By Jarrett Renshaw
PHILADELPHIA (Reuters) – Thomas McGarrigle, Republican Party chairman in Pennsylvania's Delaware County, is certain that President Joe Biden's $1.9 trillion coronavirus relief package is bloated with Democratic goodies and benefits Americans who have not missed a paycheck during the pandemic.
But McGarrigle had no grand plans to criticize Biden when the Democratic president on Tuesday makes the county his first stop on a "Help is Here" tour to tout the economic stimulus plan, passed by Congress despite unified Republican opposition.
"We will welcome the president, because we respect the office," McGarrigle said.
After all, McGarrigle said he is not certain many voters in this Philadelphia suburb share his negative view toward the new law, which the state's independent Fiscal Office has calculated will pump some $65 billion into Pennsylvania.
"Time will tell. It's a massive bill and we will have to see how this plays out and whether it will be an issue in 2022," McGarrigle said, referring to mid-term elections in which Republicans will seek to regain control of Congress.
McGarrigle's uncertainty over how the measure will play out politically underscores a Republican dilemma, particularly in suburban regions where Democrats have gained popularity following Donald Trump's turbulent presidency. While no Republicans voted for it in Congress, the new law is popular with Democratic and Republican voters alike.
As Biden and his allies flood local media markets in Atlanta, Philadelphia, Las Vegas and elsewhere to promote the measure this week, the Republican National Committee is pledging to push back.
"Our teams on the ground will be responding in real time to Democrat hypocrisy, making sure voters know how little 'relief' this bill provides," Republican National Committee spokeswoman Mandi Merritt said.
With an estimated 160 million households getting $1,400 relief checks, about $350 billion pouring into state and local coffers, and billions of dollars more for industries, opposition to the package may be a hard sell, political consultants from both parties said.
In a telling sign, Republican Senator Roger Wicker of Mississippi on Twitter lauded the $28.6 billion in aid to restaurants after the bill passed even though he voted against it.
Republicans instead may emphasize "culture war" issues, focus on the surge of migrants along the U.S.-Mexican border and push for more laws at the state level imposing voting restrictions, the consultants said.
'HARD TO COUNTER'
In contrast, the negative Republican response to Democratic former President Barack Obama's 2009 economic stimulus package and the Affordable Care Act, dubbed Obamacare, was relentless.
Republicans at the time were ruthless in attacking Obama, recalls Phil Schiliro, who served as Obama's director of legislative affairs.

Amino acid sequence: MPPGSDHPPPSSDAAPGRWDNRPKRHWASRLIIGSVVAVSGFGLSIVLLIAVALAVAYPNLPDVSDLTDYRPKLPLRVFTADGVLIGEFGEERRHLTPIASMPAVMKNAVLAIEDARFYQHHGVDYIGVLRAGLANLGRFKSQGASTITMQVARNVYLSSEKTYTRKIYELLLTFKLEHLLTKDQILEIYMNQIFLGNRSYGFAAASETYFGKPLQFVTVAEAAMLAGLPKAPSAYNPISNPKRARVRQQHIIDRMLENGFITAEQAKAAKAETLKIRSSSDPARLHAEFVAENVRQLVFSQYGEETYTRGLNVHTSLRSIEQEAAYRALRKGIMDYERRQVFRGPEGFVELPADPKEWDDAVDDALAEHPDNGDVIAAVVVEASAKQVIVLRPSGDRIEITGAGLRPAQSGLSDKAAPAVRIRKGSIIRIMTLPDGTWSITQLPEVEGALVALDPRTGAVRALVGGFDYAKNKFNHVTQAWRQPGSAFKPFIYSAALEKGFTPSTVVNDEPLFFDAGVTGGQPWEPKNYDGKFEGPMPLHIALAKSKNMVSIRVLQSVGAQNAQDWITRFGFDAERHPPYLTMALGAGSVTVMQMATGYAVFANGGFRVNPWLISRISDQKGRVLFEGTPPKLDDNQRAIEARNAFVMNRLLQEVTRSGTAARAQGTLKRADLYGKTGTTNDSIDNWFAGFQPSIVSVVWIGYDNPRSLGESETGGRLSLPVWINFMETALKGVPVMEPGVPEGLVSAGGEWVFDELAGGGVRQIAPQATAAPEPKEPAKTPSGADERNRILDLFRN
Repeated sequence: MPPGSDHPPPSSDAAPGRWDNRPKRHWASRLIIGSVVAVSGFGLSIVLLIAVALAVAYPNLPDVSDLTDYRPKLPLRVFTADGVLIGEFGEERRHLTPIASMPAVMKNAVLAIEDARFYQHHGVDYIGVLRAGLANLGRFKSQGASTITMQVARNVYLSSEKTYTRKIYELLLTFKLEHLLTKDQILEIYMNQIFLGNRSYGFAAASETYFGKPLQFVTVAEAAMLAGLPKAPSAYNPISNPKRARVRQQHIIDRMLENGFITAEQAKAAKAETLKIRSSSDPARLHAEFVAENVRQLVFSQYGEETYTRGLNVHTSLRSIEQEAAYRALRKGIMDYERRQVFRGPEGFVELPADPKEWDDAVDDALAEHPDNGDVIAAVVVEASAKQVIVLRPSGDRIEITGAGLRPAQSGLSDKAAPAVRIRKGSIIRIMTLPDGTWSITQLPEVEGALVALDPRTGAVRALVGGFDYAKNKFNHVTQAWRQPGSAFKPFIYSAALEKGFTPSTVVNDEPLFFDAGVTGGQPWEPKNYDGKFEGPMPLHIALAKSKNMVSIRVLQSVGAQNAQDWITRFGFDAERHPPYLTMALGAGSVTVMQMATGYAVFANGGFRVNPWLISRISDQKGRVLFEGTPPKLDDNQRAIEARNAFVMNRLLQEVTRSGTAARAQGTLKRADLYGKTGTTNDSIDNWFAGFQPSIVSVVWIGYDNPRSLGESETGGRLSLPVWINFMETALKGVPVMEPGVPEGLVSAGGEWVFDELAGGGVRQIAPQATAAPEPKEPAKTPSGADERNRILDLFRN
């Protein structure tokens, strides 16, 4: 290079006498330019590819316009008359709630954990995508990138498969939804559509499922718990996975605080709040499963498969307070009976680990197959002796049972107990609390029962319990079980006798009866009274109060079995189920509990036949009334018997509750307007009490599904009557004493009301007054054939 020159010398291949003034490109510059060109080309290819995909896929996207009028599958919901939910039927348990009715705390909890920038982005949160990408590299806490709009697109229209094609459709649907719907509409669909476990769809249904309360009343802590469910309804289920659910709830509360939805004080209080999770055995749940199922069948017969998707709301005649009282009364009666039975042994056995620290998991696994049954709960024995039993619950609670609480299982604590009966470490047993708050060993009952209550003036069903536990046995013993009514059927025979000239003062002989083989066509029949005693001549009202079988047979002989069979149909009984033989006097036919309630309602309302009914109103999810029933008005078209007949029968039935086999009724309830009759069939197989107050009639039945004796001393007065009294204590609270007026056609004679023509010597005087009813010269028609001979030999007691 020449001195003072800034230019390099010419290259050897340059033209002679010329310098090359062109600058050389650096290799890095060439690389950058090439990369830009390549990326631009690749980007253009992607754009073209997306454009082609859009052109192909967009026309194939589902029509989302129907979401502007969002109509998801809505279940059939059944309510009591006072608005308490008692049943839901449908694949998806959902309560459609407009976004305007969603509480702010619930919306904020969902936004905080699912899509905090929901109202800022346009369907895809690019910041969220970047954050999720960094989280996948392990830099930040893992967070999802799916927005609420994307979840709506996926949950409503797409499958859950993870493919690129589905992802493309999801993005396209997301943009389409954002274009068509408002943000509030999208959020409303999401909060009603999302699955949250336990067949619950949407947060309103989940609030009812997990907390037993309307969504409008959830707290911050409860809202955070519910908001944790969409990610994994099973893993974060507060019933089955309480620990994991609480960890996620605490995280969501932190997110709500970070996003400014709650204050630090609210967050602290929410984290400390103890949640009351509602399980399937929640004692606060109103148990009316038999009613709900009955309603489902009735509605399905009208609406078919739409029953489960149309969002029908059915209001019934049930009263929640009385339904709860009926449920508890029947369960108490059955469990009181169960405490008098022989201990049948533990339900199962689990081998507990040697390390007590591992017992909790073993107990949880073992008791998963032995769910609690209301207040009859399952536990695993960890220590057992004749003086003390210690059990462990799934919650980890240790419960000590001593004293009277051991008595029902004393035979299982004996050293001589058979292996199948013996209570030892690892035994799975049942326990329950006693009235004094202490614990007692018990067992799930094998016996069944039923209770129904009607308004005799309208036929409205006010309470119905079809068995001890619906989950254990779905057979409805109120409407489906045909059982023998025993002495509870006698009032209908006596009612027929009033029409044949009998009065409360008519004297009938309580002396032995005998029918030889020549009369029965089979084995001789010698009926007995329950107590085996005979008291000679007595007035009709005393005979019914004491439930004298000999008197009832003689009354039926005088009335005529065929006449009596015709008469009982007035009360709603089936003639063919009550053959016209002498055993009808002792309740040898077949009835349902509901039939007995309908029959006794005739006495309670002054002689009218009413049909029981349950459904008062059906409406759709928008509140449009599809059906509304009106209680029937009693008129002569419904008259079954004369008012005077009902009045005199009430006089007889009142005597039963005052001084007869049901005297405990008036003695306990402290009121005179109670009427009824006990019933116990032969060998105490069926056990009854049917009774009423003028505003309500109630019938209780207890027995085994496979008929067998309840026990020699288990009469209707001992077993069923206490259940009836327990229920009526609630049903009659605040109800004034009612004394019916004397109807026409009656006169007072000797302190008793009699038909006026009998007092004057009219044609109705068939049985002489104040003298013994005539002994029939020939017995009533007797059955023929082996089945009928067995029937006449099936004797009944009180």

"It's hard to counter when they lie, like on death panels, and it got lots of media attention," said Schiliro, referring to the false Republican claim that Obamacare would ration life-and-death medical coverage for Americans.
The Republican response to Biden's relief package may be different, Schiliro said, in part because of the grim reality of the pandemic's impact in a country whose COVID-19 death tally leads the world.
"There's a daily death toll and Republicans will have a real challenge to make it caricature," Schiliro said.
After Obama helped secure passage of the $787 billion stimulus package in 2009, Republicans argued that it was full of wasteful government spending and failed to create jobs, even as some touted the federal dollars flowing into their states.
"The Obama administration tried to move on to other priorities, but Republicans just stayed there and kept hammering the message," Schiliro said.
The 2009 measure created between 1.4 and 3.3 million new jobs, the nonpartisan Congressional Budget Office found. But by January 2010, about 75 percent of Americans said at least half the stimulus money had been wasted, a CNN poll found.
The conservative Tea Party movement emerged at a time when Republicans were assailing Obama's stimulus plan.
This time around, the Republican Party is recalibrating after a pro-Trump mob attacked the U.S. Capitol on Jan. 6 in a rampage that left five people dead. Some Republican lawmakers who did not embrace Trump's false claims of voting fraud in the 2020 election have decided not to seek re-election.
Jeff Bartos, a Republican U.S. Senate candidate in Pennsylvania, said he is unsure why Republicans have not unified on their criticism of Biden's package, but expressed confidence that Americans would turn against it because of its price tag.
"We are mortgaging our children's, our grandchildren's future with this bill, which will require us to raise taxes," Bartos said.
Other Republicans promise to keep a close eye on how the money is distributed, including whether there is waste and fraud.
"We look forward to educating voters about the disastrous socialist policies in Democrats' corrupt, $1.9 trillion boondoggle that will be here long after the $1,400 checks are spent," National Republican Congressional Committee spokesman Michael McAdams said.
(Reporting By Jarrett Renshaw; Additional reporting by Trevor Hunnicutt and Nandita Bose; Editing by Heather Timmons and Will Dunham)
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